As I have pondered the events of the past week, a song I keep pondering as a useful expression of my own sentiments and concerns. This song was released as a single by the band Linkin Park some time ago as part of a concept album, but the work stands well on its own and has a great deal of relevance in expressing the relationship between our troubled society and fears of judgment. The lyrics of this song are constructed in an unusual song, as there are multiple repeated lyrics and the song does not have a traditional verse-chorus organization, so today the way we will look at the lyrics and meaning and relevance of this song is to examine each of the song’s quatrains in order and comment on its repetition.
“The Catalyst” begins with a repeated quatrain that opens the theme of the United States of America under threat and judgment: “God bless us everyone / We’re a broken people living under loaded gun, / And it can’t be outfought, it can’t be outdone, / It can’t be outmatched it can’t be outrun, no–” This stanza is repeated twice, to make its effect greater. The relevance of these verses to our situation is rather blunt. Linkin Park turns their attention from mankind to seeking the praise and grace of God, recognizing the threat of violence and judgment that hangs over our heads. We cannot escape this judgment on our own–we are a broken people with broken families and relationships and broken and corrupt institutions. None of us can seek to escape the threat of violence without the aid of our Heavenly Father–certainly disaster can overtake us wherever we go unless we have the love and protection of God. This is an unexpected statement of faith from Linkin Park, but a welcome one.
The next stanza (which is repeated several times throughout the song) continues as follows: “And when I close my eyes tonight / To symphonies of blinding light, / God bless us everyone / We’re a broken people living under loaded gun.” Here the concerns of the opening stanzas are repeated and elaborated. It would appear as if Linkin Park is praying to God for a blessing and repenting of the sins of his people, even while trying to sleep amidst the chaos and confusion that surrounds them. This is the same sort of prayer we find often in the psalms and prophets, and it would about as if Linkin Park is seeking to intercede with God on behalf of a broken people who has not yet bowed the knee to God in repentance and sought restoration. While it may be a futile gesture, it certainly is a noble one, and it increases my own esteem and respect for the band greatly.
The song continues: “Like memories in cold decay / Transmissions echoing away. / Far from the world of you and I, / Where oceans bleed into the sky.” This stanza seems to reflect upon the fact that our faith as a nation is like a decaying memory, where the habit of superficial religiosity remains long after the animating presence of genuine faith is no longer present. Transmissions are echoing away with pious words long after genuine obedience to and faith in God is no longer present even in the partial and limited way it was present in this nation from the beginning. Also, the song points out that God is far from us because we are far from God. The prayers and words we make, seeking to speak with God, go far from the world where you and I live, a world that is filled with violence and evil, and that cycle like the water cycle that goes from ocean to sky and back again.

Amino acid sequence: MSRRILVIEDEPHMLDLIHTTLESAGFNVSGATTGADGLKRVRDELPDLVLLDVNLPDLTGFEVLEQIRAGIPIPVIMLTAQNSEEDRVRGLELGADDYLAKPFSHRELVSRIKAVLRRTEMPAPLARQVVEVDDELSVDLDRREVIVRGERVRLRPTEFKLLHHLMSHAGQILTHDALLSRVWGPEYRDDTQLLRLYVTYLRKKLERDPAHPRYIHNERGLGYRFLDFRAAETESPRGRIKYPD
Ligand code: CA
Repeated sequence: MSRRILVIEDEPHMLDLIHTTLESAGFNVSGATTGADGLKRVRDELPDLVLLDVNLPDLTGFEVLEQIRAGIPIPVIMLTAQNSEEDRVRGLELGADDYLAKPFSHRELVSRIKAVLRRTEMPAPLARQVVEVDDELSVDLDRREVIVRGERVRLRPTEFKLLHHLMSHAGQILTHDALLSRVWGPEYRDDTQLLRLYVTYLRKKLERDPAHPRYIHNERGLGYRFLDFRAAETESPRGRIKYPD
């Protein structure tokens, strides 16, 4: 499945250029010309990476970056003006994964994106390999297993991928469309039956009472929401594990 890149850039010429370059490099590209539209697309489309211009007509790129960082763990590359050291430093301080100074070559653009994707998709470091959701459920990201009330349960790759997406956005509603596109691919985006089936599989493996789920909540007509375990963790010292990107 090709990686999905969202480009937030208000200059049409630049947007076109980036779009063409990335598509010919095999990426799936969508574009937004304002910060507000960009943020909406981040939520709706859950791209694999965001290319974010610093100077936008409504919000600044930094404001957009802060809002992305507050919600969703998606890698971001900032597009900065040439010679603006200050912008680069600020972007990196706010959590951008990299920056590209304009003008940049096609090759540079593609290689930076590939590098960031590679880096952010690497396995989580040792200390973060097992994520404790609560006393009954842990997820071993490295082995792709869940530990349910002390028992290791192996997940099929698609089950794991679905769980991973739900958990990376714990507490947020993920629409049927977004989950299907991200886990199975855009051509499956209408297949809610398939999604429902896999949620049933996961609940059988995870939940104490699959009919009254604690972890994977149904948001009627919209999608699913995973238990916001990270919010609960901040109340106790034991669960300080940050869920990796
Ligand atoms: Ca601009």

The next verse, such as it is, begins as follows and is repeated twice: “God save us everyone / When we burn inside the fires of a thousand suns / For the sins of our hand, the sins of our tongues / The sins of our fathers, the sins of our young, no–” Here again, Linkin Park is driven by the state of our society to reflect upon the reality and severity of God’s judgment. They wish to be saved, rather than suffer torment in the lake of fire. They know that we have all sinned in our behavior, in our words and thoughts, and that we suffer as a result of the sins of our parents’ generation (and sometimes the sins our parents have committed against us) and that we who are young have also sinned and bear our own blame and responsibility. This is a rather mature understanding, even if it is somewhat of a gloomy subject to reflect on. Nonetheless, the sincere wish of Linkin Park to find salvation for themselves and for our entire people is a noble one. Oh, that we would repent of our wicked ways and seek to follow our Creator as He has commanded.
After the preceding two stanzas are repeated, the song goes to the bridge, which repeats the phrase “Lift me up, let me go,” eight times. This would appear to represent a tension between a desire to be lifted up by God and a feeling of discomfort at the presence of God around us, as we are all unworthy of His love and mercy and grace. This part of the song, which again appears like a prayer, is not vainly repeated but is definitely repeated for emphasis. After this previous stanzas are repeated again as the song reaches its conclusion. The fact that this song was a top 40 hit is impressive in our age, as it appears that quite a few people (myself included) share the wish for our own societal forgiveness and restoration to the favor of God. And the fact that the song was released in the absence of any such specific crisis as we have been dealing with over the past week suggests that they understand the problems lie deeper than just in a couple of shootings, but rather in a culture that has turned away from the ways of God. May we turn to a deeper obedience to and understanding of the ways of God while there is yet time to do so, if we still have time.